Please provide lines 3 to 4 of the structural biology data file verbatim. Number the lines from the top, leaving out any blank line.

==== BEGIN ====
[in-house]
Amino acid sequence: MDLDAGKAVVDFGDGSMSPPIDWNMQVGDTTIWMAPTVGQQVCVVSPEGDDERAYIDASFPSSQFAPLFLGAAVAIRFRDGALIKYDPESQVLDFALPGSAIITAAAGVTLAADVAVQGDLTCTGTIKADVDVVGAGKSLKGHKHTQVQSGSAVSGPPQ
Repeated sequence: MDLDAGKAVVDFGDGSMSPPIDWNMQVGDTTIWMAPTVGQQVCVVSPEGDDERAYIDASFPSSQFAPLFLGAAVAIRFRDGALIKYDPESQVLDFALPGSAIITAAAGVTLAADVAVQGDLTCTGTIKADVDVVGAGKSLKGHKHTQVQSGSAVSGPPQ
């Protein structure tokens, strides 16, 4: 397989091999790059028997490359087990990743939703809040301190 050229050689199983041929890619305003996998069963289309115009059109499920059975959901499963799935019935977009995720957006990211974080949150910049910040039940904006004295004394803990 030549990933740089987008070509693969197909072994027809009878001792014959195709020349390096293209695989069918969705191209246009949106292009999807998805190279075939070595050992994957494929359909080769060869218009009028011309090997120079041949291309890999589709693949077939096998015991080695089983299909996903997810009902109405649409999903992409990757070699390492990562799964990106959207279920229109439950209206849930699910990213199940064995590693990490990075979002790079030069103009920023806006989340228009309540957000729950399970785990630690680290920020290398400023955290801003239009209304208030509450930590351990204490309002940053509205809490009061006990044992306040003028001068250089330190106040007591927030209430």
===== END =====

Repeated sequence: MDLDAGKAVVDFGDGSMSPPIDWNMQVGDTTIWMAPTVGQQVCVVSPEGDDERAYIDASFPSSQFAPLFLGAAVAIRFRDGALIKYDPESQVLDFALPGSAIITAAAGVTLAADVAVQGDLTCTGTIKADVDVVGAGKSLKGHKHTQVQSGSAVSGPPQ
């Protein structure tokens, strides 16, 4: 397989091999790059028997490359087990990743939703809040301190 050229050689199983041929890619305003996998069963289309115009059109499920059975959901499963799935019935977009995720957006990211974080949150910049910040039940904006004295004394803990 030549990933740089987008070509693969197909072994027809009878001792014959195709020349390096293209695989069918969705191209246009949106292009999807998805190279075939070595050992994957494929359909080769060869218009009028011309090997120079041949291309890999589709693949077939096998015991080695089983299909996903997810009902109405649409999903992409990757070699390492990562799964990106959207279920229109439950209206849930699910990213199940064995590693990490990075979002790079030069103009920023806006989340228009309540957000729950399970785990630690680290920020290398400023955290801003239009209304208030509450930590351990204490309002940053509205809490009061006990044992306040003028001068250089330190106040007591927030209430």